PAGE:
There is a common perception that logistics practice and supply chain management have not yet reached the required international standards among all the supply chain members in the South African automotive industry. This article is based on a research study that investigated possible reasons for the inconsistent supply of materials in the Eastern Cape automotive industry specifically. Problems identified include the fact that suppliers are not evaluated on a regular basis and do not receive sufficient logistics training, while a commitment and will to the development of local suppliers is lacking. Recommendations made to the South African automotive industry include the improvement of development programmes to assist local suppliers in becoming world-class suppliers, better logistics training, more regular supplier assessments, as well as improved mutual communication among suppliers and motor vehicle assemblers.
Industrial strategy and local economic development : the case of the foundry industry in Ekurhuleni Metro : economicsSource: South African Journal of Economic and Management Sciences 8, pp 448 –464 (2005)More Less
This article explores the challenges for the development of manufacturing through a case study of the foundry industry in Ekurhuleni Metropolitan Municipality. Ekurhuleni Metro covers the largest concentration in South Africa, but the industry.s performance has been poor over the past decade. The findings reported here highlight the need to understand firm decisions around investment, technology and skills, and the role of local economic linkages in this regard. The differing performance of foundries strongly supports the need to develop concrete action plans and effective institutions at local level to support the development of local agglomerations.
The attitude and vulnerability of people as determinants of poverty : the case of Lesotho : economicsSource: South African Journal of Economic and Management Sciences 8, pp 465 –478 (2005)More Less
Lesotho is one of the poorest countries in the world. After reviewing the growth and poverty debate, which suggests that policy reforms and economic growth have largely failed to contribute to the alleviation of poverty in Lesotho, the paper explores the core constraints to poverty reduction. It is argued that the attitudes of the people in Lesotho and the extent to which they are vulnerable to exogenous shocks are important variables towards removing structural and fundamental constraints that impede poverty alleviation. To quantify the values of attitude and vulnerability, an econometric model is constructed that uses an HSRC public perceptions survey in Lesotho. The economic significance of this alternative measure provides a new dynamic on how to approach the issue of poverty alleviation in Lesotho.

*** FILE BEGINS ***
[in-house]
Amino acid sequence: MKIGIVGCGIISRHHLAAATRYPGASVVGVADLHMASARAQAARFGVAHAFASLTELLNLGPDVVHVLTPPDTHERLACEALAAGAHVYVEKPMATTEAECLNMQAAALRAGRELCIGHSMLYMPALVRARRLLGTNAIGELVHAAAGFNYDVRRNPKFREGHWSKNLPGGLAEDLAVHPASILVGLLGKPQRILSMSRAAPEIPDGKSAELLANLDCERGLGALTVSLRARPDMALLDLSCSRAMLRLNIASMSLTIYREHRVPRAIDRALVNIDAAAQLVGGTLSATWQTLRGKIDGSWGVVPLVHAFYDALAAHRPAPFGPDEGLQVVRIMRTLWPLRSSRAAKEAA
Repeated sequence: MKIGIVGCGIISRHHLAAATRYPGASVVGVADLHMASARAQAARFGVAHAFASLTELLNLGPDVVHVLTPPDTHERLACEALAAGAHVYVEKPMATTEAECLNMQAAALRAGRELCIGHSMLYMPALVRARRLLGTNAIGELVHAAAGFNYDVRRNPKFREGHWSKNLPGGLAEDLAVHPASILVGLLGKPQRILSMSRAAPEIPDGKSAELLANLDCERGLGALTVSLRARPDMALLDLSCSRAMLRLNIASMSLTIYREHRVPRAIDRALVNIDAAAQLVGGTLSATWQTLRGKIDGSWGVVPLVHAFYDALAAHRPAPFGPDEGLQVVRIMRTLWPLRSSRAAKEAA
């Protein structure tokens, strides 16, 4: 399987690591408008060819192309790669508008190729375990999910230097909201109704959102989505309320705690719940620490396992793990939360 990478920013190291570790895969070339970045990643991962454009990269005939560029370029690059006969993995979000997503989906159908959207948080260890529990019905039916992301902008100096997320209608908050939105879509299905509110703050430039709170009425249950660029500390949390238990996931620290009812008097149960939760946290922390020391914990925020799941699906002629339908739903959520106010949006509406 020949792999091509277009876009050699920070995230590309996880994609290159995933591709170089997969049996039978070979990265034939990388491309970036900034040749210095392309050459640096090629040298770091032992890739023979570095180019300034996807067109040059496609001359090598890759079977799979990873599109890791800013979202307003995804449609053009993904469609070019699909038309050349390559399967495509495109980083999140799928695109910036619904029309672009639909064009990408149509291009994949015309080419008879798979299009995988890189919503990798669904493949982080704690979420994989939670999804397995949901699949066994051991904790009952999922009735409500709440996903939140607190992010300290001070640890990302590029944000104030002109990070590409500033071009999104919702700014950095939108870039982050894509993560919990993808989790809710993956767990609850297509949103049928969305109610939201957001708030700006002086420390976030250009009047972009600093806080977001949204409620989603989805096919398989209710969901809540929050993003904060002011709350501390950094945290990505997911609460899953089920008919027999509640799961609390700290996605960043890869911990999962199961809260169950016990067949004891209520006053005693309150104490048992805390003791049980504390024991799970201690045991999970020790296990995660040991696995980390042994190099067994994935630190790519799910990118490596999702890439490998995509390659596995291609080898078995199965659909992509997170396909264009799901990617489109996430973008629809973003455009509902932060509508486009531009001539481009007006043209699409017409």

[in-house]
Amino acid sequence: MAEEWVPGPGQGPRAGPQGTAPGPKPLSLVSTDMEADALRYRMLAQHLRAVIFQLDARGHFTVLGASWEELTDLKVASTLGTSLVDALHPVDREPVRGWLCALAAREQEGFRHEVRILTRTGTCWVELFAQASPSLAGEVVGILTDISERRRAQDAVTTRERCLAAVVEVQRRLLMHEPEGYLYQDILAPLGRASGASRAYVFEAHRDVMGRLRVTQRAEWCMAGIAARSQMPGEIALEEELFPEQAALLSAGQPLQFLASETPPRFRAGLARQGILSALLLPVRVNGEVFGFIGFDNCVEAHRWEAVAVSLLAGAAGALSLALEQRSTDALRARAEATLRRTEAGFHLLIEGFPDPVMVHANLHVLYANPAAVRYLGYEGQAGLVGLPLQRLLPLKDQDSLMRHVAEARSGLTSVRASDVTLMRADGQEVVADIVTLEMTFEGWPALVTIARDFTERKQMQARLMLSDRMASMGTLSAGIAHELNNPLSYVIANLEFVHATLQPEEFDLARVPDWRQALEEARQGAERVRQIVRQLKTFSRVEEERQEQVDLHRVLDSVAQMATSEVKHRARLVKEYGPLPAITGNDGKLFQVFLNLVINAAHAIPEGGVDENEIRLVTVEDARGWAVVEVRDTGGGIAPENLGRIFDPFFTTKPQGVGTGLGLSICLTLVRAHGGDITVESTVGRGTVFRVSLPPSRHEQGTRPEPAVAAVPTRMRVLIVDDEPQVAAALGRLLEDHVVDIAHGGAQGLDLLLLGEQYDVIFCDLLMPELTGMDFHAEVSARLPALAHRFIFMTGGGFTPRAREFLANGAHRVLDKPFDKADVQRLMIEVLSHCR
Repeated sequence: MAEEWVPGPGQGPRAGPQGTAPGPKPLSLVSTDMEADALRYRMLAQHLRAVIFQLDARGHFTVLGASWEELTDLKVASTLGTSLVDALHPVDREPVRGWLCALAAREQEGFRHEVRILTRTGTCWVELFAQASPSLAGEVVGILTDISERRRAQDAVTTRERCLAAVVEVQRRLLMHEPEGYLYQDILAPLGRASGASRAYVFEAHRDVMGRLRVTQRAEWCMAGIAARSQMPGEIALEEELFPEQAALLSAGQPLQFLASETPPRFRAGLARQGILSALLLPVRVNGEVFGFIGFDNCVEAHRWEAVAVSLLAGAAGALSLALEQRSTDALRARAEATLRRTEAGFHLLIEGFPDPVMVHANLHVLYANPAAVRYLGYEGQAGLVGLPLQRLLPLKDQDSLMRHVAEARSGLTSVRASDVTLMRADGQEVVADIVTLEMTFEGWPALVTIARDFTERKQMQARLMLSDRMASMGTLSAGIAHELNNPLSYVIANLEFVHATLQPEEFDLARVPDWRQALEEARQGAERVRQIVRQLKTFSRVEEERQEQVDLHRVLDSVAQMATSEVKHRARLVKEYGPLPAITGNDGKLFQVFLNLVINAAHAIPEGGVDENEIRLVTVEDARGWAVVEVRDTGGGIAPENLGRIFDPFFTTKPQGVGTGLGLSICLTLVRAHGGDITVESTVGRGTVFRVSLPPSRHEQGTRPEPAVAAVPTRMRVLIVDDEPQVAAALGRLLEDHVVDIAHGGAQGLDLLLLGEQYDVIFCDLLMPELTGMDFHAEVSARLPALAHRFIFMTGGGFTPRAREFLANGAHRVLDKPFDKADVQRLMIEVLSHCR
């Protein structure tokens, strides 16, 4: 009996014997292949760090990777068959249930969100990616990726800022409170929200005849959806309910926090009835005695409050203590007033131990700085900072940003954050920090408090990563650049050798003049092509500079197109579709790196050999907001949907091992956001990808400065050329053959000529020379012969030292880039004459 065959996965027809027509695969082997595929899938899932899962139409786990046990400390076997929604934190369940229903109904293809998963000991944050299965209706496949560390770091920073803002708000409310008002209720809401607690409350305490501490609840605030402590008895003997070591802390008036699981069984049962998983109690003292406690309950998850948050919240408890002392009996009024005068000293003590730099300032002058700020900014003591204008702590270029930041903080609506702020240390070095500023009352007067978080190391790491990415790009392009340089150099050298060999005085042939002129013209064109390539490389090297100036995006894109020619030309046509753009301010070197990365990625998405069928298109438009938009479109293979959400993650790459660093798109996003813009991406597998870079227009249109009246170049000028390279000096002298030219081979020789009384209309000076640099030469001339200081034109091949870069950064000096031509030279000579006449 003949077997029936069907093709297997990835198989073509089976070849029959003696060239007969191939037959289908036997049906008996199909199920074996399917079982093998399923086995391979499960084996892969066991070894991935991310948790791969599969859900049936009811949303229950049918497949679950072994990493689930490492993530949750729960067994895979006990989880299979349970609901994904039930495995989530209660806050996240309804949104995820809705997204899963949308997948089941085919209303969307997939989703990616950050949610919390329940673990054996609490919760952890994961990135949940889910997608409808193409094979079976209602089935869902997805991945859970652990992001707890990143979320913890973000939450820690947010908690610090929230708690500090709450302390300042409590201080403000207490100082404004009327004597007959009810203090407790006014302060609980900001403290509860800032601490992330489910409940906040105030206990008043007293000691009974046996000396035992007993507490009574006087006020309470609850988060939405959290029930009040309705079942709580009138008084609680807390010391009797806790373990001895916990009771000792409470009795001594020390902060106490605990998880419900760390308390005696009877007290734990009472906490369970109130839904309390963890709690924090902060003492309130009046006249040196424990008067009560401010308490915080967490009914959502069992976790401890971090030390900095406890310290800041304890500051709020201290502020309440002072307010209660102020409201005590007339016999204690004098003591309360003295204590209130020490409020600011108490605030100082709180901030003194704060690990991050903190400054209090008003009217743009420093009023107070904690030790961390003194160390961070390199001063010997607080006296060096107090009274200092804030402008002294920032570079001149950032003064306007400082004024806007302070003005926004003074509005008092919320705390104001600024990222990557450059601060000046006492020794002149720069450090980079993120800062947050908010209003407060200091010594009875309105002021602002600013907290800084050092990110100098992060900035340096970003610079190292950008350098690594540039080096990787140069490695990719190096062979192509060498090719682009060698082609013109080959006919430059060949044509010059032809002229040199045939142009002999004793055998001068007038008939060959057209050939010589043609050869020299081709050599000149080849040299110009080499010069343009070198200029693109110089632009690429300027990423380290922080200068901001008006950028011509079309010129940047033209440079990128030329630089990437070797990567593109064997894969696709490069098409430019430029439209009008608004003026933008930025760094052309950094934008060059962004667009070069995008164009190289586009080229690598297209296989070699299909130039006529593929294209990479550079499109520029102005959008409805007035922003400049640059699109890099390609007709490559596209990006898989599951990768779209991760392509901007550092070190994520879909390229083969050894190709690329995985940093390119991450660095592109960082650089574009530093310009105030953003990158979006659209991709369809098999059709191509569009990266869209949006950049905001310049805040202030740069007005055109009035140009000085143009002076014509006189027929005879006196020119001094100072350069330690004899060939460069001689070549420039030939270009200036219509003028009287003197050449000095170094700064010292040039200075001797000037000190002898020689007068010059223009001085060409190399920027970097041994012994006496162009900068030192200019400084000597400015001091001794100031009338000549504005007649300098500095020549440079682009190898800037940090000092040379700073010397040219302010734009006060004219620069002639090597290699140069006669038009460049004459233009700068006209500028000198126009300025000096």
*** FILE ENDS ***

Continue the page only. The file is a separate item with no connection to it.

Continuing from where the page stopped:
Author J. AborSource: South African Journal of Economic and Management Sciences 8, pp 479 –489 (2005)More Less
This paper examines the incidence of bank financing among Ghanaian listed companies and the determinants of listed firms. reliance on bank borrowing. The empirical results from a regression model reveal that bank loans account for one-third of debt financing. This suggests that bank loans are important in financing Ghanaian listed firms. The results also show that asset structure, growth opportunities and interest rates have significantly positive associations with bank debt ratio, while age of the firm, size of the firm, profitability and firm risk are significantly and negatively related to bank debt ratio. The results generally indicate that bank loans represent an important source of financing Ghanaian listed firms.
Widening the digital divide : a study on the possible impact of the convergence bill of 2003 on the South African cybereconomy : economicsSource: South African Journal of Economic and Management Sciences 8, pp 490 –497 (2005)More Less
Business does not exist in a vacuum. The external environment is either conducive to or stifles business growth. Van Rooyen (2004: 399) points out that <I>'E-business has important implications for South Africa as an emerging economy, as it creates the possibility of better access to various financial resources and eventually increased economic activity. This will affect all sectors in the economy and may lead to generally improved business infrastructure for the country as a whole and for individual business, local authorities and government treasury departments. This is especially important for South Africa as a developing country, which, in turn, will make an important contribution to rapid alleviation of private and more rapid reform in the long run'.</I> A major determinant of the external environment in which business operates is legislation and regulation. It therefore follows that any regulation or legislation pertaining to E-business must be conducive to growth. The draft Convergence Bill of 2003 is to be tabled in Parliament during its next session. In this paper it is argued that, in its present form, the proposed Convergence Bill is in fact detrimental to organisational growth, a potential kiss of death for E-enabled organisations.
Author James BlignautSource: South African Journal of Economic and Management Sciences 8 (2005)More Less
Extracted from text ... 498 SAJEMS NS 8 (2005) No 4 VIEWPOINTS, PERSPECTIVES OR LETTERS TO THE EDITOR In line with international trends, the SAJEMS editorial board decided to introduce a section in the journal called: Viewpoints, perspectives or letters to the editor. We solicit submissions to this section that comprise novel concepts, ideas, or even a dialogue with either the editor or an author of an earlier paper either in SAJEMS or elsewhere. Controversial perspectives are even welcome, as long as they are presented in a constructive manner. Submissions to this section are likely to be shorter than a conventional manuscript, varying from ..
Source: South African Journal of Economic and Management Sciences 8, pp 499 –506 (2005)More Less
Inflation targeting anchors inflation expectations, which are not within the sphere of control of the authorities, but can only be influenced over time by consistent policy. As public distrust of inflation figures will feed through to inflation expectations, this paper highlights a comparison of the credibility of two different measures of inflation in terms of an inflation credibility barometer. In a comparison of the barometer results to the analysis of inflation perceptions reported by other central banks, it is concluded that the barometer delivers superior results. The main recommendation is that respondents should be requested in a follow-up study to indicate whether they attach a higher degree of credibility to the overall inflation rate or the rate used for targeting purposes.